89. vipiv says:

    No moderator: I guess then I was mislead by the message I received the first time I posted, to wit: “Your comment is awaiting moderation and will be posted soon.”

    Why is it that Harriet’s, and only Harriet’s, comments are surrounded by a blue box, on my screen at least? Does it imply anything? How do I get my own special box?

    Defensive deschmensive. Try being part of a valid profession whose members have been systematically jailed (for “practicing MEDICINE without a license”–what a joke!), ostracized, slandered and generally dumped upon for 9 or 10 decades; then tell me what you mean by “defensive.” Do you call African Americans or Asian Americans or Native Americans “defensive” as well? I stand by my “isms” point.

    I have all along worked with licensed massage therapists. That profession has had to surmount the same kind of ugly prejudice as has my own. Practitioners have had to resort to prepending the term “therapeutic” in any public notice–as if it wasn’t originally that, ever! Chalk it up to the small-minded minority who go immediately to a prurient rendering, because they are touch-phobic or governed by models of fundamentalist fear… it says far more about the decriers, than about the noble profession. Witch burners still abound, and quack is the new witch. If you think I am overstating, try spending a few decades in an underdog profession. You’ll get it.

    As for Joe’s blinders:
    the typical chiropractic college curriculum resembles that of any medical school. Half of my instructors also taught at our state’s medical college, a highly-regarded educational and research institution. They were teaching the same material at both places.
    Even though I already held two bachelor’s degrees in “soft” sciences, I was required to take another full year of hard sciences–organic chem, microbiology, physics, zoology, etc.–for admission into chiro college. Once there, I pursued course work beginning with gross anatomy including a year of human dissection; physiology; biochemistry; neuroanatomy; neurology; histology; 12 full courses in radiology and radiographic technology (I have never had an X-ray centered practice–don’t really believe in it–but I can read pathology on X-rays better than most MDs); and in the upper division courses, material such as toxicology, cardiology, pulmonology, dermatology, ob/gyn, proctology, minor surgery, etc.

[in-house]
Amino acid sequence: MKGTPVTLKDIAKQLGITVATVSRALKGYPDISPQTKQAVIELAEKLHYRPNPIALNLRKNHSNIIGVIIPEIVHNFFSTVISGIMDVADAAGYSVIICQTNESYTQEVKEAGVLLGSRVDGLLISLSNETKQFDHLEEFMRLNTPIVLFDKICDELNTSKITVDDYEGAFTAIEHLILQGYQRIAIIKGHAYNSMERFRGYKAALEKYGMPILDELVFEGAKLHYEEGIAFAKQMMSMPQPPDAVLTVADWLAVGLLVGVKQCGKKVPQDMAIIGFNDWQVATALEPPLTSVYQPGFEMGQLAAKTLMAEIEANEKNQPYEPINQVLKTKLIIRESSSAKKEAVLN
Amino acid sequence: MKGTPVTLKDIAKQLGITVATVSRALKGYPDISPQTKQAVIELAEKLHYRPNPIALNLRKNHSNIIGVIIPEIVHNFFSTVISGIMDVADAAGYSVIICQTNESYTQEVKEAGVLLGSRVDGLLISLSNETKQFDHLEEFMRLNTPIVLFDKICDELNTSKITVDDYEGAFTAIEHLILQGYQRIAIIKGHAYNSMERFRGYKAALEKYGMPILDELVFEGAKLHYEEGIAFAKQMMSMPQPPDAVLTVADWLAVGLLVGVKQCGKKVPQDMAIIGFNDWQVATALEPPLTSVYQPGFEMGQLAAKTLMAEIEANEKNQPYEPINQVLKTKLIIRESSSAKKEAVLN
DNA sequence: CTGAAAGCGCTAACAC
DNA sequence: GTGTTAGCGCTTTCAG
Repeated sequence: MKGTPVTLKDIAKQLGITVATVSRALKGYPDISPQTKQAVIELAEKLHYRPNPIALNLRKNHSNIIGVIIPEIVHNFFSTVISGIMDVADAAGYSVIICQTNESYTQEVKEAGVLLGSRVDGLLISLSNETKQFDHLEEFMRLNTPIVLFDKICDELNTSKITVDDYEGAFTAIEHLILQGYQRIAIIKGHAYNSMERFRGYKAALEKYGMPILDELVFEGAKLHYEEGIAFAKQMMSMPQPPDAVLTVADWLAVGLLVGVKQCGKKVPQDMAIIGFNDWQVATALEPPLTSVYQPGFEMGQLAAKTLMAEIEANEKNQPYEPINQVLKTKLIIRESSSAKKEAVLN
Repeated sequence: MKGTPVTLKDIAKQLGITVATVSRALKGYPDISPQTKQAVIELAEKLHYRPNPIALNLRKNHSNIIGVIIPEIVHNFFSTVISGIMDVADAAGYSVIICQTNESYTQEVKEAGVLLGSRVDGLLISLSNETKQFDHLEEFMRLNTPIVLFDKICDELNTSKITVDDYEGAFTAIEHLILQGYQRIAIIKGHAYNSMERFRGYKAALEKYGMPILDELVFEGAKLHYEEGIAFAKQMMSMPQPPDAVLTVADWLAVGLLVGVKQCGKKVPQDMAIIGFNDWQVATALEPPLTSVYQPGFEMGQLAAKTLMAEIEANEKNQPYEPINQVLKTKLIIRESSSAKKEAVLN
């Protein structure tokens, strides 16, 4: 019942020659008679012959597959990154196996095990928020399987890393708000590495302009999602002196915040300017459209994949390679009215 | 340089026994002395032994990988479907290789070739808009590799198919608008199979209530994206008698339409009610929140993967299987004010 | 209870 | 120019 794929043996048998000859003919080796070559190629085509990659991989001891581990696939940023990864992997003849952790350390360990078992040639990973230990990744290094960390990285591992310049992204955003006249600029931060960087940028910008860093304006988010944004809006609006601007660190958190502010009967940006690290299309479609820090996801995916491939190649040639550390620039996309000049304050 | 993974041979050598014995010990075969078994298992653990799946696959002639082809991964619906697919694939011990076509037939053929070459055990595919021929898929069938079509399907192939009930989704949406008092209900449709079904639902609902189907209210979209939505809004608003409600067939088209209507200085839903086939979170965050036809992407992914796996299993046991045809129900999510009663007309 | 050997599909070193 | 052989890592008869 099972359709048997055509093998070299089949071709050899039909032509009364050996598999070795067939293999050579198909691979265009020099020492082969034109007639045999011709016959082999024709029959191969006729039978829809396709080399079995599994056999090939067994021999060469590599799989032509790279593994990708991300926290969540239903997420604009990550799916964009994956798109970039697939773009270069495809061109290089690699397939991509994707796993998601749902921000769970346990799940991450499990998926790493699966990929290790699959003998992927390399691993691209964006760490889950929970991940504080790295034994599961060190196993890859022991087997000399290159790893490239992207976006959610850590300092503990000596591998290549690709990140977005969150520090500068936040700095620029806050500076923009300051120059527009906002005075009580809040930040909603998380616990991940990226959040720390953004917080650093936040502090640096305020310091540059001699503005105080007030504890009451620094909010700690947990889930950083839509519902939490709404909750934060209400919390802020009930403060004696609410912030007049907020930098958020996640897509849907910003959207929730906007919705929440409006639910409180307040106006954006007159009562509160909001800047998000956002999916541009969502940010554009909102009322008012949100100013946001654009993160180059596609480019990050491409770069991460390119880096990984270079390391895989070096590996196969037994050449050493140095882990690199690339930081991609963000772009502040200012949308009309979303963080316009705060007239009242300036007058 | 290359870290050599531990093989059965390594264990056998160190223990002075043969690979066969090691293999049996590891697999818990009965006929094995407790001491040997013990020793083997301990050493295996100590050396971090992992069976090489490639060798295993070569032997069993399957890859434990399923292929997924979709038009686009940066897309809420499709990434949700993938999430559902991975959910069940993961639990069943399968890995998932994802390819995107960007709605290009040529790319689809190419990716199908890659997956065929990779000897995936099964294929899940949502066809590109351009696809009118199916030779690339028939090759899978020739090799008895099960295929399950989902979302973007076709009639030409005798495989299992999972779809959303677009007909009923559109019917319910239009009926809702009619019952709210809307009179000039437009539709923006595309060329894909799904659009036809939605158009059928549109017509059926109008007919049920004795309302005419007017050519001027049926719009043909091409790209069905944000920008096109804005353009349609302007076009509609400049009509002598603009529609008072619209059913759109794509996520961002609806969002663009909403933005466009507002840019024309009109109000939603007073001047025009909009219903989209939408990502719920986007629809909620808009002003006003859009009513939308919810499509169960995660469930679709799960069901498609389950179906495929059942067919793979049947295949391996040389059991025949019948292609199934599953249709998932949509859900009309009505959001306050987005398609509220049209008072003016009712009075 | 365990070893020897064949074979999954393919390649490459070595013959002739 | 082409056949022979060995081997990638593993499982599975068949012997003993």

My education took place 30 years ago. I logged significantly more classroom hours than the average medical student. Standards have only improved since then. Medical schools now see the value of chiropractic manipulative therapies, and have begun to offer optional coursework. There are an increasing number of MD-DCs. Most chiro colleges (except the dug-in “straights”) have long since abandoned the old-fashioned concept of subluxation, favoring a dynamic motion/mechanical compensation model of joint function. The influence of spinal joints and their associated soft tissues on proximal nerve function is the basis, which has been supported by an ever-increasing body of animal and human studies (see Suh, et. al., for example) reported in medically-accepted peer-reviewed journals.

    People who don’t know the above facts are working overtime to remain ignorant.